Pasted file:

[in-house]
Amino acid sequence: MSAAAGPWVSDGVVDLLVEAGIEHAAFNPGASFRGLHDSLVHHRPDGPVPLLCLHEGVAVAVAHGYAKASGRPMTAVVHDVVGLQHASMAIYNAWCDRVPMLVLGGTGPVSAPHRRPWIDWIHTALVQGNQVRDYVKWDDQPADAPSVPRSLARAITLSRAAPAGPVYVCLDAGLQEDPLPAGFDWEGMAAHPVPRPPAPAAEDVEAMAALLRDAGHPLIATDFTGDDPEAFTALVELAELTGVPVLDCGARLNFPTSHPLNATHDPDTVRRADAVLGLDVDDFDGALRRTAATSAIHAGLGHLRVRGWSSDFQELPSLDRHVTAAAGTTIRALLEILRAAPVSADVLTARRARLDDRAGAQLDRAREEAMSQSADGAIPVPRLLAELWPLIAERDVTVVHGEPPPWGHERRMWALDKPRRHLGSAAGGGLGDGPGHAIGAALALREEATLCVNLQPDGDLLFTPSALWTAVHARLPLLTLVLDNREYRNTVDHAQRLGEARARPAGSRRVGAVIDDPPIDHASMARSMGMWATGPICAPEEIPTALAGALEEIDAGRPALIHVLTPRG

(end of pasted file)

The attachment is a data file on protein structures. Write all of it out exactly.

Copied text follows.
[in-house]
Amino acid sequence: MSAAAGPWVSDGVVDLLVEAGIEHAAFNPGASFRGLHDSLVHHRPDGPVPLLCLHEGVAVAVAHGYAKASGRPMTAVVHDVVGLQHASMAIYNAWCDRVPMLVLGGTGPVSAPHRRPWIDWIHTALVQGNQVRDYVKWDDQPADAPSVPRSLARAITLSRAAPAGPVYVCLDAGLQEDPLPAGFDWEGMAAHPVPRPPAPAAEDVEAMAALLRDAGHPLIATDFTGDDPEAFTALVELAELTGVPVLDCGARLNFPTSHPLNATHDPDTVRRADAVLGLDVDDFDGALRRTAATSAIHAGLGHLRVRGWSSDFQELPSLDRHVTAAAGTTIRALLEILRAAPVSADVLTARRARLDDRAGAQLDRAREEAMSQSADGAIPVPRLLAELWPLIAERDVTVVHGEPPPWGHERRMWALDKPRRHLGSAAGGGLGDGPGHAIGAALALREEATLCVNLQPDGDLLFTPSALWTAVHARLPLLTLVLDNREYRNTVDHAQRLGEARARPAGSRRVGAVIDDPPIDHASMARSMGMWATGPICAPEEIPTALAGALEEIDAGRPALIHVLTPRG